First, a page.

Tag: Quality Of Life
Upon testing the drug in mice models of spinal cord injury over a one-month period, they found that bladder volume decreased to near-normal size.
An experimental drug referred to as LM11A-31 could improve bladder function in patients who have sustained a spinal cord injury, according to researchers from The Ohio State University. The drug blocks pro-nerve growth factor (proNGF) and a receptor known as p75 which contribute to abnormalities in communication between neurons when nerves have been injured.
After suffering a severe spinal cord injury from a bad fall at work, Scott McConnell had little function remaining in his hands and arms.
Metro DC, Salt Lake City, and Tampa are leading the way in accessibility for housing, public transit, attractions and healthcare.
With Global Accessibility Awareness Day around the corner, we took a look at the most accessible cities throughout the country. The Social Security Administration estimates that one in five Americans is living with a disability, which can pose a specific set of challenges during everyday life. Although legislation exists that requires accessibility in public housing like hotels and university dorm rooms, the Americans with Disabilities Act doesn’t require all community features to be accessible.
Casey Moore’s withered right hand pushes the small joystick that thrusts a special wheelchair down a TouVelle State Park trail, with the chair’s tracks carrying him over rocks and thick grass.
“It feels like I’m driving a mini tank,” Moore laughs.
He powers down a short embankment to experience something he hasn’t since a diving accident 18 years ago left him paralyzed from the chest down, with limited use of his arms and hands.
In the United States, more than 280,000 people—including 42,000 military veterans—are affected by spinal cord injury (SCI), including limb weakness and paralysis. While rehabilitation can be helpful, the benefits are slow and inadequate to restore patients’ lost independence. A team of researchers at Cleveland Clinic is trying to speed recovery using noninvasive brain stimulation.
Ela B. Plow, PhD, PT, of Cleveland Clinic’s Lerner Research Institute, recently received a four-year, $2.5 M award from the Department of Defense (DoD) to lead a brain stimulation study in patients with paralyzed upper limbs due to SCI. The award was granted under the DoD’s Spinal Cord Injury Research Program.
Cardiovascular physiology researcher Victoria Claydon’s latest study, published in the Journal of Neurotrauma, focuses on the results of her multi-national study, which surveyed almost 300 participants with spinal cord injuries at or above the mid-thoracic level (middle of the chest ).
As a first step towards improving quality of life for this community, Claydon first had to collect data on the most pressing concerns for individuals with spinal cord injury. Her results showed that bowel care, followed by sexual function, bladder function and pain were of key concern. Surprisingly, one of the lowest-ranked concerns was using a wheelchair for mobility.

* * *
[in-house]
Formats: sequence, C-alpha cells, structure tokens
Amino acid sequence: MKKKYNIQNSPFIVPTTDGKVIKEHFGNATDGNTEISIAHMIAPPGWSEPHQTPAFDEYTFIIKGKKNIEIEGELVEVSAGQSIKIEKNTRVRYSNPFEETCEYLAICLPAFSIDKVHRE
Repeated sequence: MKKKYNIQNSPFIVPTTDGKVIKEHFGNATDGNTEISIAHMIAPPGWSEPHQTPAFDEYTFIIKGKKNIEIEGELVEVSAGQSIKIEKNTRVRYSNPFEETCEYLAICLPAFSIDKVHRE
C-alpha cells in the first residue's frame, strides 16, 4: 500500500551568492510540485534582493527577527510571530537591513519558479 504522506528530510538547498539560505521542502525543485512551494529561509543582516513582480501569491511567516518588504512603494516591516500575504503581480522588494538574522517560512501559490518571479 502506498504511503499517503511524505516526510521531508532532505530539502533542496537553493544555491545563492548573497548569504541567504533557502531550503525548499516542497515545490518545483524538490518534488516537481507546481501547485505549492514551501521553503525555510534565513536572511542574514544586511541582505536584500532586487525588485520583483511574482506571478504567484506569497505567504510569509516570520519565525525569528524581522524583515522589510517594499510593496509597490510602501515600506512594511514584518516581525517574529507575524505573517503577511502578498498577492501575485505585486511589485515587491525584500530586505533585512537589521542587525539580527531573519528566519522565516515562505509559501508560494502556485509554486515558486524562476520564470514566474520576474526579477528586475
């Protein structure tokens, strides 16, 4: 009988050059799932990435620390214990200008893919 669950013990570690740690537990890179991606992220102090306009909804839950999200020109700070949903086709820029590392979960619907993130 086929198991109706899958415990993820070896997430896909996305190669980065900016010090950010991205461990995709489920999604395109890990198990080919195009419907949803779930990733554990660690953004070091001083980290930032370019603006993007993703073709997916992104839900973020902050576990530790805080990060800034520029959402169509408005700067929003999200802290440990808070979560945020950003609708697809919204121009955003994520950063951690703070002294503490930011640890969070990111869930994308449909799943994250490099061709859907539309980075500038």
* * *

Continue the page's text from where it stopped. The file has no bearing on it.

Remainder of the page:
You might have come across her inspirational speech being shared online, in which she talked about how her husband jumped out of the car and saved himself while she survived with grave injuries in a horrific car accident.
The story she tells is compelling and moving, with over a 100 million viewers and counting as people all over the world responded to her inspiring message of overcoming the odds despite immense obstacles that life has dealt her.
Often referred to as Pakistan’s Iron Lady, Muniba Mazari’s amazing story about her journey back from massive spinal injuries that left her bedridden for two years is incredibly moving, so much so that she has found international acclaim as a TV host and United Nations goodwill ambassador.
Brian Keefer has always been an adrenaline junkie.
A 2008 gymnastics accident in which Keefer suffered a spinal cord injury that left him a quadriplegic could have stopped him, but it didn’t.
“Brian’s had some adventures since he’s had his injury,” his father said.
From scuba diving in the Aquarium of the Pacific in Long Beach, California, where “sharks swam right into my face,” to ziplining at Roundtop Mountain Resort in Lewisberry, Keefer has had his share.
Deep beneath the surface of a crystal blue pool or a dark green ocean, differences tend to fade. As a former physical therapist at Craig Hospital of Englewood and longtime scuba diver, Scott Taylor knows this better than most.
“Water is the great equalizer,” he frequently says.
He and his wife, Lynn, own and operate A-1 Scuba and Travel Aquatics Center in Littleton, a business Lynn’s father opened more than 58 years ago.
NEW BRUNSWICK – Promoting positivity, Eric LeGrand and Mike Nichols took several pediatric patients by surprise with a visit at PSE&G Children’s Specialized Hospital Monday.
With smiles, laughter, encouraging words and shared experiences, Nichols and LeGrand — who dressed as Santa Claus — demonstrated their unique understanding of the challenges faced by these patients. Nichols, 21, and LeGrand, 27, both paralyzed during sporting events, stopped at the therapy room to check on how a few patients were making out before meeting up with some more patients in the recreation room.